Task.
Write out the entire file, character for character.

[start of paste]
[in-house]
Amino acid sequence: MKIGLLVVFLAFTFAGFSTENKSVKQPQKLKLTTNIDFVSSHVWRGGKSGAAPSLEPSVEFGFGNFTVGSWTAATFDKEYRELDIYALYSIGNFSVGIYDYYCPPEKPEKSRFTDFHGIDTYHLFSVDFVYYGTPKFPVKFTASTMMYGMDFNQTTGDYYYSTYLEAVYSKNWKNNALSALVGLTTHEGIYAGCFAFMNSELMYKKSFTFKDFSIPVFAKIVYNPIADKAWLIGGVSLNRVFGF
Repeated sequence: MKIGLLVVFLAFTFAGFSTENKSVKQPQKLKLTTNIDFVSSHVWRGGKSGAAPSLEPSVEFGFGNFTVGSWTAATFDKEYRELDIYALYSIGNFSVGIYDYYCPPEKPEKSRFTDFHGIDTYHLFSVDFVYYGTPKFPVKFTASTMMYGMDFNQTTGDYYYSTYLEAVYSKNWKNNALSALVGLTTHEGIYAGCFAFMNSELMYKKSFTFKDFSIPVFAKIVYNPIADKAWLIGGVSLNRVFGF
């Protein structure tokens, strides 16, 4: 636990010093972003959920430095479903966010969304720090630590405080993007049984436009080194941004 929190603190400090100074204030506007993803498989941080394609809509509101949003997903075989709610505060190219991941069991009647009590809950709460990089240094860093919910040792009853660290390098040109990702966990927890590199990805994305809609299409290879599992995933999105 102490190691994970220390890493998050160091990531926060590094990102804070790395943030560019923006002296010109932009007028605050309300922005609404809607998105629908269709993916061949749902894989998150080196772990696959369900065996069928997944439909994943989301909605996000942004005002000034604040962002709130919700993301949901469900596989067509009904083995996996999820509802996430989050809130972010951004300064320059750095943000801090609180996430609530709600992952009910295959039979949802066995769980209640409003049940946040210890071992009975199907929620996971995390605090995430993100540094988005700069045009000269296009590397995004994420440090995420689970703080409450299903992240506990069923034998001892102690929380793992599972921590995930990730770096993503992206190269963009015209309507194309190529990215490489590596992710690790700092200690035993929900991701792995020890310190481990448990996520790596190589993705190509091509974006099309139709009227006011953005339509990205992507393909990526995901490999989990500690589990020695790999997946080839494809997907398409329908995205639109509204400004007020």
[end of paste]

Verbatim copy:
[in-house]
Amino acid sequence: MKIGLLVVFLAFTFAGFSTENKSVKQPQKLKLTTNIDFVSSHVWRGGKSGAAPSLEPSVEFGFGNFTVGSWTAATFDKEYRELDIYALYSIGNFSVGIYDYYCPPEKPEKSRFTDFHGIDTYHLFSVDFVYYGTPKFPVKFTASTMMYGMDFNQTTGDYYYSTYLEAVYSKNWKNNALSALVGLTTHEGIYAGCFAFMNSELMYKKSFTFKDFSIPVFAKIVYNPIADKAWLIGGVSLNRVFGF
Repeated sequence: MKIGLLVVFLAFTFAGFSTENKSVKQPQKLKLTTNIDFVSSHVWRGGKSGAAPSLEPSVEFGFGNFTVGSWTAATFDKEYRELDIYALYSIGNFSVGIYDYYCPPEKPEKSRFTDFHGIDTYHLFSVDFVYYGTPKFPVKFTASTMMYGMDFNQTTGDYYYSTYLEAVYSKNWKNNALSALVGLTTHEGIYAGCFAFMNSELMYKKSFTFKDFSIPVFAKIVYNPIADKAWLIGGVSLNRVFGF
């Protein structure tokens, strides 16, 4: 636990010093972003959920430095479903966010969304720090630590405080993007049984436009080194941004 929190603190400090100074204030506007993803498989941080394609809509509101949003997903075989709610505060190219991941069991009647009590809950709460990089240094860093919910040792009853660290390098040109990702966990927890590199990805994305809609299409290879599992995933999105 102490190691994970220390890493998050160091990531926060590094990102804070790395943030560019923006002296010109932009007028605050309300922005609404809607998105629908269709993916061949749902894989998150080196772990696959369900065996069928997944439909994943989301909605996000942004005002000034604040962002709130919700993301949901469900596989067509009904083995996996999820509802996430989050809130972010951004300064320059750095943000801090609180996430609530709600992952009910295959039979949802066995769980209640409003049940946040210890071992009975199907929620996971995390605090995430993100540094988005700069045009000269296009590397995004994420440090995420689970703080409450299903992240506990069923034998001892102690929380793992599972921590995930990730770096993503992206190269963009015209309507194309190529990215490489590596992710690790700092200690035993929900991701792995020890310190481990448990996520790596190589993705190509091509974006099309139709009227006011953005339509990205992507393909990526995901490999989990500690589990020695790999997946080839494809997907398409329908995205639109509204400004007020």